• Possibly differentiating Made2Manage from its main competitors is the company's readiness to provide smaller discrete manufacturers with the above-mentioned portals that offer a broad range of collaborative, interactive, and communications applications including collaborative engineering design, tools, trading exchanges, and access to information resources. Made2Manage has also been proactive in service and support cost reduction by harnessing the latest technology, like CBT, to deliver inexpensive users' training. The www.m2mexpert.com site hosts a full range of education, consulting and support services, and includes a virtual classroom capability for delivering instructor-led classroom education over the Web. While manufacturers usually prefer to keep their ERP systems in-house, many may opt to use Made2Manage hosted applications for collaborative commerce, which is available through www.m2mexpress.com portal.

Vendor Challenges

  • The company's strong growth has all but stalled since the second half of 1999 (See Figures 1 & 2). This has put it in the difficult position of working with constrained resources, while executing a visionary strategy. Moreover, an increasingly competitive market and declining market growth caused the company to post disappointing results for five consecutive quarters (See Figure 2). The company has eroded its financial position in the last 15 months due to the combined effects of decreased license revenue and ongoing R&D, although the 86% growth of license revenues in the last quarter is encouraging.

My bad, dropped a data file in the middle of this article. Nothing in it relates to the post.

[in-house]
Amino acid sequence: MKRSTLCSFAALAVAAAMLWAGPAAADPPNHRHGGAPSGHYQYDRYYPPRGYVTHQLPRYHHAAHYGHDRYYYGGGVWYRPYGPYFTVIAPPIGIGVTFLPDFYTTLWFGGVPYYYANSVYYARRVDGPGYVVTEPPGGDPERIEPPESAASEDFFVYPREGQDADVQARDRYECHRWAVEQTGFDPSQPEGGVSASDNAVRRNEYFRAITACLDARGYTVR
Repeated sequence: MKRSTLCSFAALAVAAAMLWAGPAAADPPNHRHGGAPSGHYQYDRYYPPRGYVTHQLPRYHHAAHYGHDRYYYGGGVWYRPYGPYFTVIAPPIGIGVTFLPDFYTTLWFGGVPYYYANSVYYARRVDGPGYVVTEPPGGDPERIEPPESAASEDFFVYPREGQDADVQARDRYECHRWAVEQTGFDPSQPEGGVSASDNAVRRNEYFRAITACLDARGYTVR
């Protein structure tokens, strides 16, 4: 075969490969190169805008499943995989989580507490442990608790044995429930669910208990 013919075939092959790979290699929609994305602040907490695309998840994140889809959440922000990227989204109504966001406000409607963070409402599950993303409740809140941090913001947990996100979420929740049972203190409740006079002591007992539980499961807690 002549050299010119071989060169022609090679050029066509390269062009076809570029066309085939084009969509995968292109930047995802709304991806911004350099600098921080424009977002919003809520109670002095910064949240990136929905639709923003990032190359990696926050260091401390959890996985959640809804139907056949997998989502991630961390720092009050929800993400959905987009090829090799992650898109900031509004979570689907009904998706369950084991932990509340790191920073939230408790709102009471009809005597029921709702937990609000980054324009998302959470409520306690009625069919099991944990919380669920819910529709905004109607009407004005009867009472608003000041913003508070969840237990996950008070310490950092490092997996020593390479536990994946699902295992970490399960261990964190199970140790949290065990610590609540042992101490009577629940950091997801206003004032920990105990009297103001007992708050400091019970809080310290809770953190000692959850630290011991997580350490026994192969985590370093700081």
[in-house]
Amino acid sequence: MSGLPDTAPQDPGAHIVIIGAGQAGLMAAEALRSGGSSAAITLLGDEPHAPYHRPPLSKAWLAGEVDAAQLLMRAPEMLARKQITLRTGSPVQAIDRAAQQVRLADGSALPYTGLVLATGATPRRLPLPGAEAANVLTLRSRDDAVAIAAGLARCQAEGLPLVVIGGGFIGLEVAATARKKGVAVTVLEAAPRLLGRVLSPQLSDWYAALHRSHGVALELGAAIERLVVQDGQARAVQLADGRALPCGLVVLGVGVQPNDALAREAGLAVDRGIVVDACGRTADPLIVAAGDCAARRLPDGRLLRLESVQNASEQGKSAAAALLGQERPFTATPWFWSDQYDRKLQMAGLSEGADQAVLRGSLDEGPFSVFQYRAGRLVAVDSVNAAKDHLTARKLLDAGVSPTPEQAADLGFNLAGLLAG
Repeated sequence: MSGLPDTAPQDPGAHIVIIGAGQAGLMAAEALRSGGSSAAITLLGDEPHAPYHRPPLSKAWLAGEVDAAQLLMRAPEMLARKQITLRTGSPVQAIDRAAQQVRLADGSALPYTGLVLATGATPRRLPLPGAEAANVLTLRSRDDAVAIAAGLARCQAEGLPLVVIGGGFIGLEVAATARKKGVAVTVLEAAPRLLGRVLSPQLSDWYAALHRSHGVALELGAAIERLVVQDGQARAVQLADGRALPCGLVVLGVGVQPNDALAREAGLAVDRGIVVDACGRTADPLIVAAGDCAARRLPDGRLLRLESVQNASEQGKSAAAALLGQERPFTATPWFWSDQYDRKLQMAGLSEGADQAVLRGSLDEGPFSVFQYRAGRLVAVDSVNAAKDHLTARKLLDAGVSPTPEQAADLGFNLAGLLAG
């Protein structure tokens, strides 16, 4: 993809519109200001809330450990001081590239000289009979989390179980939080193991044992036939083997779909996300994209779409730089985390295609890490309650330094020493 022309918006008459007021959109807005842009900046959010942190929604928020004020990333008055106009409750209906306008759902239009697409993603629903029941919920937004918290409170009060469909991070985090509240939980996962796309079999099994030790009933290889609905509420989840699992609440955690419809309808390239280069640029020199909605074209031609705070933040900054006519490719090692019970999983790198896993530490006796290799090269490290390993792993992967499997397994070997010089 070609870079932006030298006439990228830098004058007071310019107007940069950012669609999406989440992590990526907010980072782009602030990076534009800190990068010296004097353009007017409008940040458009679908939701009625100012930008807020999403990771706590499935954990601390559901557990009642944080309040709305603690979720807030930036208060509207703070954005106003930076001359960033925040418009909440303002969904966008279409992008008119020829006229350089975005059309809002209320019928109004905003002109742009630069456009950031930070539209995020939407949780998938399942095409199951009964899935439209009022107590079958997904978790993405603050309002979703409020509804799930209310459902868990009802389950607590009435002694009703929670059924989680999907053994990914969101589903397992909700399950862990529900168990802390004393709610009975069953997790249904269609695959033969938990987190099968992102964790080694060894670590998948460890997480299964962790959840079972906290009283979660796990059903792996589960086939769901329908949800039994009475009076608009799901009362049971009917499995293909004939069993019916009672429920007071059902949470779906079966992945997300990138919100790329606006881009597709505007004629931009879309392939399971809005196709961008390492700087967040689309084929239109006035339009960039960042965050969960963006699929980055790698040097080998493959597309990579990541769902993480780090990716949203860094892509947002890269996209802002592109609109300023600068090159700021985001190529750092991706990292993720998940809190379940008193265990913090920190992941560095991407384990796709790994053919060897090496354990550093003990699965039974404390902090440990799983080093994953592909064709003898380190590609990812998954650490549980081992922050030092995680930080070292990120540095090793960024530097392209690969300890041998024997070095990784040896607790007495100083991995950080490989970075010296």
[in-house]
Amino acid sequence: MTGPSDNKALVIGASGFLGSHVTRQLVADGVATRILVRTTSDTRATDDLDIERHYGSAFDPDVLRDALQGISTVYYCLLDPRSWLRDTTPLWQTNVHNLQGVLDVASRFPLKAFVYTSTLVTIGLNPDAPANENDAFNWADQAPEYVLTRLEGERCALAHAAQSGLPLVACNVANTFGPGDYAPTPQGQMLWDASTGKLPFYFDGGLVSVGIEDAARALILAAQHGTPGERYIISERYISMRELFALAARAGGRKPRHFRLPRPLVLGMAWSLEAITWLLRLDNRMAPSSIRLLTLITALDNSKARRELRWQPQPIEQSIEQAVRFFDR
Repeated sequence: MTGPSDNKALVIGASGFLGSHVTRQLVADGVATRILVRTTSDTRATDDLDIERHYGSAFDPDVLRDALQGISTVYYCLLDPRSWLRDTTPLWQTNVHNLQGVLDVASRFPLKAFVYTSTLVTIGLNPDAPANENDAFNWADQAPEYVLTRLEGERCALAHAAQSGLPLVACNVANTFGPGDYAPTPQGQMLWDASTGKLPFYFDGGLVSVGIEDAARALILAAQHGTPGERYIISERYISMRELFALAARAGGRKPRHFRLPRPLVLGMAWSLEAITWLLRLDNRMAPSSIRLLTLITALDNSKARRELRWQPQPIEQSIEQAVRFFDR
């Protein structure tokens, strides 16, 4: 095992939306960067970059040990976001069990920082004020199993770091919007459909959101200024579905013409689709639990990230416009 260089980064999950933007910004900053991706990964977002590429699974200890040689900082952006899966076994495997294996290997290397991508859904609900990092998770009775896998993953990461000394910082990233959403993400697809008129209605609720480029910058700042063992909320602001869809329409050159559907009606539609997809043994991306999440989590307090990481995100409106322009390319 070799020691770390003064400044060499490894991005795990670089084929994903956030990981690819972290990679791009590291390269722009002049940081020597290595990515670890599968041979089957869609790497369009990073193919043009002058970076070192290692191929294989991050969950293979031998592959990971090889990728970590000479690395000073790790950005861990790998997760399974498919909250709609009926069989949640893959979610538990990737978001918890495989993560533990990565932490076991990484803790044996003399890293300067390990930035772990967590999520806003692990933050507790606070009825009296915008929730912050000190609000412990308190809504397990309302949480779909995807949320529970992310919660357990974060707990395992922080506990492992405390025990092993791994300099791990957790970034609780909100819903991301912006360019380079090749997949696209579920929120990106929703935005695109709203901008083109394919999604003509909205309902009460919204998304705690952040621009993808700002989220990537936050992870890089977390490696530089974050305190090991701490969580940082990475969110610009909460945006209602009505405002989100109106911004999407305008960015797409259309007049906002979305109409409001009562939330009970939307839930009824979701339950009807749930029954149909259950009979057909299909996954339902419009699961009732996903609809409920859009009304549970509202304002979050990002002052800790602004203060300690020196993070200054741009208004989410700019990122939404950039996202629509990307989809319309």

Made2Manage's low market capitalization of approx. $12 million, which is almost a third of its revenues, makes the Company a very attractive acquisition target, while its low available cash resources ($4.7 million) do not provide for any real expansion and defensive corporate initiatives. The corporate viability metrics expressed as revenue per all groups of employees, (R&D, sales and marketing, etc.) have been much below the market's respective averages. Particularly disconcerting is the low revenue per sales and marketing employee ($0.43M vs. $0.84M market average in 1999) owing to its large direct sales force, which we consider as a cost ineffective sales approach within the SME market segment. Also disappointing is the low revenue per R&D employee ($0.37M vs. $0.75M market average in 1999), which illustrates the difficulties smaller vendors have keeping up with the latest market requirements to deliver advanced product functionality.

Figure 1.

Figure 2.

  • Made2Manage's native core ERP functionality across the board, particularly multi-site planning and distribution functionality has not been recognized as a differentiator in the market. While the latest product version (3.2) promises significant functionality enhancements in that regard, Made2manage is still perceived as a strong contender mainly for less-complex single-site enterprises. In addition to the above product functionality gap, the company does not exhibit much of a vertical focus.

    Given the fact that its bigger competitors offer a sharp vertical focus even to the precision of single Standard Industrial Classification (SIC) codes within an industry, Made2Manage's fast and cheap implementation track may soon be emulated. Furthermore, its product does not provide many standard interfaces to other packages, which limits its ability to penetrate the customer base of bigger competitors.

  • Owing to its confinement to small discrete manufacturers, Made2Manage has only a small market presence in general, reflecting insignificant brand awareness and an undeveloped channel outside of the North American market. This is further aggravated by the fact that its product exhibits minimal multi-national capabilities and supports only the English language. A result may be a number of missed opportunities as companies are increasingly seeking global providers for its supply chain management and collaboration requirements.